7 Essentials for Marketing Your Small Business

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7 Essentials for Marketing Your Small Business

Oct 01, 2018

Marketing is complex and often confusing. People who specialize in it take years to really understand how it all works and learn how to create effective marketing strategies. Furthermore, as a marketing expert myself, I always have to keep up with current trends in order to stay relevant and help small business owners reach their marketing goals.

Often, I’ve found that small business owners don’t have a good understanding of marketing, particularly the ever-expanding realm of digital marketing. Unfortunately, this means that most small business marketing campaigns are mediocre at best. Business owners often just don’t know if their strategies are working—46% are unsure and 17% know that what they’re doing definitely isn’t working.

So how can you buck this trend and be more successful in marketing your small business? Here are 7 essential tips to help you get on the right track and get ahead of your competition.

Social Networking is a Must

If you want to successfully market your business, you simply can’t afford to ignore social networking. Social media isn’t the be-all and end-all of marketing, but it does have a place in every modern marketing strategy. Get on the major platforms and be prepared to post consistently. That doesn’t mean you have to post every day, but it’s important to keep up with your fans regularly—this keeps you top of mind and encourages engagement.

Giveaways & Contests Are Your Friend

If money is tight, it can be difficult to give away products, but giveaways and contests can be a low-cost way to build brand awareness, drive website traffic, and increase social media engagement. Make the giveaway an exchange: a person will need to share a post with a friend, like the Facebook page, make a comment, or join your email list to qualify for the contest.

Great Content Often Markets Itself

Content marketing is popular because it works. When you establish yourself as an authority and put out valuable content that people want to read, it will market itself. That’s why SEO expert Brian Dean of Backlinko listed quality content as one of his essentials in a recent expert round-up covering the future of digital marketing.

Great content prompts people to share it with friends, check out your website, and eventually, buy. Even if they don’t check out your products right away, consistent good content will make an impression that people will remember.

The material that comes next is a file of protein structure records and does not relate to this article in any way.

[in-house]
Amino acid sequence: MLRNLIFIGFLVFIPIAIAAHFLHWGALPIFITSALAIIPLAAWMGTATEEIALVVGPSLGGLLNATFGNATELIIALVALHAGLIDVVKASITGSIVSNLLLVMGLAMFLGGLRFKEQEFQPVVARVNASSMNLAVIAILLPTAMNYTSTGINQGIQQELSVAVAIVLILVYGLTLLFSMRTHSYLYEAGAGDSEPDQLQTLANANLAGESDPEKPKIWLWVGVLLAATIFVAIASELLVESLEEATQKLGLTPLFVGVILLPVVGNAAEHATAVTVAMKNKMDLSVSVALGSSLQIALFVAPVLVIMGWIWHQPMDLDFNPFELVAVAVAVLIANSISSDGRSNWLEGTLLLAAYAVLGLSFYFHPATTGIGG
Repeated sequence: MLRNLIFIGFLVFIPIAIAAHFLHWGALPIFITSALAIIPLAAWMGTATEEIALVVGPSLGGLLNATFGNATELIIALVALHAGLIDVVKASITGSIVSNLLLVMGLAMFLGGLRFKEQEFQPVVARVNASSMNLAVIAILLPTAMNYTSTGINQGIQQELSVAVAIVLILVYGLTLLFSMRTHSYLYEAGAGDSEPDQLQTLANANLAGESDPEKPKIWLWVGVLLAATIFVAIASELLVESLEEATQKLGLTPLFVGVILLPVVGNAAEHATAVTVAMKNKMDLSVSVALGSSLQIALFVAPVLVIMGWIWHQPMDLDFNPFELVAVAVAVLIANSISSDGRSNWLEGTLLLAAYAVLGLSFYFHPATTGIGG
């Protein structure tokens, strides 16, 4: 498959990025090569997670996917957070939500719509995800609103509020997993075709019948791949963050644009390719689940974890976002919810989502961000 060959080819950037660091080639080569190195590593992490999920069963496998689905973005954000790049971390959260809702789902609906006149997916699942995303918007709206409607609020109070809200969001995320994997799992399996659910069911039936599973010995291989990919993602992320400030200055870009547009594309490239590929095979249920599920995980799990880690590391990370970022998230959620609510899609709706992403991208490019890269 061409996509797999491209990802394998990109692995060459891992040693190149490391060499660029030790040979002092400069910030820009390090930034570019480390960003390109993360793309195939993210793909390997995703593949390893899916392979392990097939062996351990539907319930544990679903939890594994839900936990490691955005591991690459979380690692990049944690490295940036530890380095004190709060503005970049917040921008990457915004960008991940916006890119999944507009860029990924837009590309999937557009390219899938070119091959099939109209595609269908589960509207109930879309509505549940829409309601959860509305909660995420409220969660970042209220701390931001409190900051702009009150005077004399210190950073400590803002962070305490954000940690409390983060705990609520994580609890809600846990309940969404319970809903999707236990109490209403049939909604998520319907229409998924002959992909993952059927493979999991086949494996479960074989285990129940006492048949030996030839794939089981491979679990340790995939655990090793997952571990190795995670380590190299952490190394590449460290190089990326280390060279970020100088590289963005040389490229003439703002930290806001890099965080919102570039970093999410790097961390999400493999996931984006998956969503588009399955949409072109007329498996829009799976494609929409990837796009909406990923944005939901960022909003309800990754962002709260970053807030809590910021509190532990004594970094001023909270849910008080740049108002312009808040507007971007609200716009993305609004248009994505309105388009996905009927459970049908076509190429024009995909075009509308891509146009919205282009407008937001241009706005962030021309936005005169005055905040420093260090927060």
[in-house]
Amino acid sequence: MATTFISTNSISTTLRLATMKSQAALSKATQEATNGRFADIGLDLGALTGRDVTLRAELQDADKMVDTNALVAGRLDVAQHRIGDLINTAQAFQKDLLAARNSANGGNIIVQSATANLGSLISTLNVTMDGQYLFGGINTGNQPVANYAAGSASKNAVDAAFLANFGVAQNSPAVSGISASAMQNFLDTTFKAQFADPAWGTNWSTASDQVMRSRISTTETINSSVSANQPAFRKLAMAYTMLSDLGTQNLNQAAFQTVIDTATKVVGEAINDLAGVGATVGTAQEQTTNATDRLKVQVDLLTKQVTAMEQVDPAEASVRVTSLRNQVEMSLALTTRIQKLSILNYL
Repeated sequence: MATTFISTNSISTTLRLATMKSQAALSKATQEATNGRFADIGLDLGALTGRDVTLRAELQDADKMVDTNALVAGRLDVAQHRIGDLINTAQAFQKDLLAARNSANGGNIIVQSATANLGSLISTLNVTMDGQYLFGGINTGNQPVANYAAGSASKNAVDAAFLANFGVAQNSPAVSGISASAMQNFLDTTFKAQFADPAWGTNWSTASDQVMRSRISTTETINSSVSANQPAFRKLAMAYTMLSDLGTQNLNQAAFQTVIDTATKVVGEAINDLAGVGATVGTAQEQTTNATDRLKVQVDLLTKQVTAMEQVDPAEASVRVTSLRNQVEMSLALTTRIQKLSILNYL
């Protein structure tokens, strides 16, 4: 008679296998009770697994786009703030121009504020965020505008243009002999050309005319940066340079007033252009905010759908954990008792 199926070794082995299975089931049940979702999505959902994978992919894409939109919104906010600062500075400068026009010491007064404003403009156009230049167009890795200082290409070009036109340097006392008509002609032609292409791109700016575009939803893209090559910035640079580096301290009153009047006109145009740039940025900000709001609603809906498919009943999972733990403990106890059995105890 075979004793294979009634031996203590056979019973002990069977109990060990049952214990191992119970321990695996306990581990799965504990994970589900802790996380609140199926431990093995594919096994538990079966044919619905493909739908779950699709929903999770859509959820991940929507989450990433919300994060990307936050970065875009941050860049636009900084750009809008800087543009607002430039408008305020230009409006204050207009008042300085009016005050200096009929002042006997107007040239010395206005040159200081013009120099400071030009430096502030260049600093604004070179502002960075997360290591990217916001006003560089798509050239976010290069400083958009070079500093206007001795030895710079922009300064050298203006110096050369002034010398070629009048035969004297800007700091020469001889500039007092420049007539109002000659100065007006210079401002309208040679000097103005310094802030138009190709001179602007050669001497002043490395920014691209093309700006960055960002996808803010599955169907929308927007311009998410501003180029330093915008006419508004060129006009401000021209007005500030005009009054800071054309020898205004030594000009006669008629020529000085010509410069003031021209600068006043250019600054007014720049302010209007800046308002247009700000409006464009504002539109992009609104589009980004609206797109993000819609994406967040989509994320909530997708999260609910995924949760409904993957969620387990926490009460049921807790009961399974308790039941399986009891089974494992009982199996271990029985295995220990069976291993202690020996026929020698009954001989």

Understand the Difference Between Marketing & Sales

Just like PR and marketing, marketing and sales are often lumped together into one category. However, they are very different and it’s important to know what those differences are before you try to launch a marketing campaign.

Marketing and sales assist one another, but they are not the same thing. Marketing generates leads, while sales closes the deal. You may not have a sales department, but if you have a retail store and people come into that store because of your marketing, they’re now in the sales phase. Your employees are “selling” them on your products, but your marketing got them in the door.

Leverage Big Data to Learn About Customer Behavior

As a small business owner, you may not have given big data much thought. While it’s true that in the early days of big data it was only accessible to large companies, today it’s easier than ever for small businesses to collect and leverage customer data. Learning more about your customer’s behavior is as easy as taking a crash course in Google Analytics and setting the software up to answer questions you have. What kind of customer is buying the most? Which products are the most popular? What time of day are people buying? Answering these questions with big data can help you design better marketing campaigns and cater to your customers’ needs.

If You Rebrand, You Must Remarket

Building a brand takes time, and although it’s always preferable not to rebrand, sometimes it’s the best choice for getting ahead of competitors or reviving your business. Even large companies have had to rebrand at certain points. Marvel is a good example of this. They started out in 1939 as a comic book brand, but have made their fortune in the 21st century through epic cinema experiences. Your rebranding would be on a much smaller scale, but the same principles apply: once you rebrand, no one will know—unless you market your new brand. It’s a lot of work and investment, but it’s a crucial rebranding step.

Finally, Listen to your Customers

This may be the most important tip of all: listen to your customers. Logic and intuition may work when you don’t have direct feedback, but getting and using that feedback whenever possible will help your business succeed. Listen, observe, and tailor your marketing to what your customers want.

Meet The Author:

Sarah Daren

Sarah Daren

With a Bachelor's in Health Science along with an MBA, Sarah Daren has a wealth of knowledge within both the health and business sectors. Her expertise in professional development and scaling has led Sarah to be a consultant for a number of startup businesses and entrepreneurs.

The opinions expressed in our published works are those of the author(s) and do not necessarily reflect the opinions of the National Association for the Self-Employed or its members.

Courtesy of NASE.org